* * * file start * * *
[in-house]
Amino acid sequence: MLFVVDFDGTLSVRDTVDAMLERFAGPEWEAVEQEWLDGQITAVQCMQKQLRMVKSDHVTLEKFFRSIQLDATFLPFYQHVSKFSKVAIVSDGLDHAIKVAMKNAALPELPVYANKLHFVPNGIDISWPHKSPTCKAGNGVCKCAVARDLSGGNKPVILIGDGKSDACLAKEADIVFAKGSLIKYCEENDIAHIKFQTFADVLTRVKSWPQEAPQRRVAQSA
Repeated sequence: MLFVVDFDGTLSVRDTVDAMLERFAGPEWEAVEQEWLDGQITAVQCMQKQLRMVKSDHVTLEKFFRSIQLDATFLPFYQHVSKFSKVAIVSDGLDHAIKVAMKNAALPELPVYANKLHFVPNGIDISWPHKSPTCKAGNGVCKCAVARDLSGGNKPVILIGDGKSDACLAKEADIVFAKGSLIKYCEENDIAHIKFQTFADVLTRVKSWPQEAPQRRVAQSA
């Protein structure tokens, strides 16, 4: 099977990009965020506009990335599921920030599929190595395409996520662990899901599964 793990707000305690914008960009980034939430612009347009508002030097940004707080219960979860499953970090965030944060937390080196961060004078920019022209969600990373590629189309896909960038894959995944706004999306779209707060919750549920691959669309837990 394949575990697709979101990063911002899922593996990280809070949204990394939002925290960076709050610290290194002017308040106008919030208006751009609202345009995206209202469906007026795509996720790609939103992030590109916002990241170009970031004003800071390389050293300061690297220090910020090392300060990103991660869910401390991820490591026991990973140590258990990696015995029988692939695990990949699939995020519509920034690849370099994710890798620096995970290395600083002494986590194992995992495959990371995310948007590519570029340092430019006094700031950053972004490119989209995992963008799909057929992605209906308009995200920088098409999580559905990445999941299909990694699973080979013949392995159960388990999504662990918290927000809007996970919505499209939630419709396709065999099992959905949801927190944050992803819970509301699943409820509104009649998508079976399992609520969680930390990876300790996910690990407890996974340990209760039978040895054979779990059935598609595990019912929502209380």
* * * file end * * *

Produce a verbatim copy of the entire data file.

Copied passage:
[in-house]
Amino acid sequence: MLFVVDFDGTLSVRDTVDAMLERFAGPEWEAVEQEWLDGQITAVQCMQKQLRMVKSDHVTLEKFFRSIQLDATFLPFYQHVSKFSKVAIVSDGLDHAIKVAMKNAALPELPVYANKLHFVPNGIDISWPHKSPTCKAGNGVCKCAVARDLSGGNKPVILIGDGKSDACLAKEADIVFAKGSLIKYCEENDIAHIKFQTFADVLTRVKSWPQEAPQRRVAQSA
Repeated sequence: MLFVVDFDGTLSVRDTVDAMLERFAGPEWEAVEQEWLDGQITAVQCMQKQLRMVKSDHVTLEKFFRSIQLDATFLPFYQHVSKFSKVAIVSDGLDHAIKVAMKNAALPELPVYANKLHFVPNGIDISWPHKSPTCKAGNGVCKCAVARDLSGGNKPVILIGDGKSDACLAKEADIVFAKGSLIKYCEENDIAHIKFQTFADVLTRVKSWPQEAPQRRVAQSA
């Protein structure tokens, strides 16, 4: 099977990009965020506009990335599921920030599929190595395409996520662990899901599964 793990707000305690914008960009980034939430612009347009508002030097940004707080219960979860499953970090965030944060937390080196961060004078920019022209969600990373590629189309896909960038894959995944706004999306779209707060919750549920691959669309837990 394949575990697709979101990063911002899922593996990280809070949204990394939002925290960076709050610290290194002017308040106008919030208006751009609202345009995206209202469906007026795509996720790609939103992030590109916002990241170009970031004003800071390389050293300061690297220090910020090392300060990103991660869910401390991820490591026991990973140590258990990696015995029988692939695990990949699939995020519509920034690849370099994710890798620096995970290395600083002494986590194992995992495959990371995310948007590519570029340092430019006094700031950053972004490119989209995992963008799909057929992605209906308009995200920088098409999580559905990445999941299909990694699973080979013949392995159960388990999504662990918290927000809007996970919505499209939630419709396709065999099992959905949801927190944050992803819970509301699943409820509104009649998508079976399992609520969680930390990876300790996910690990407890996974340990209760039978040895054979779990059935598609595990019912929502209380």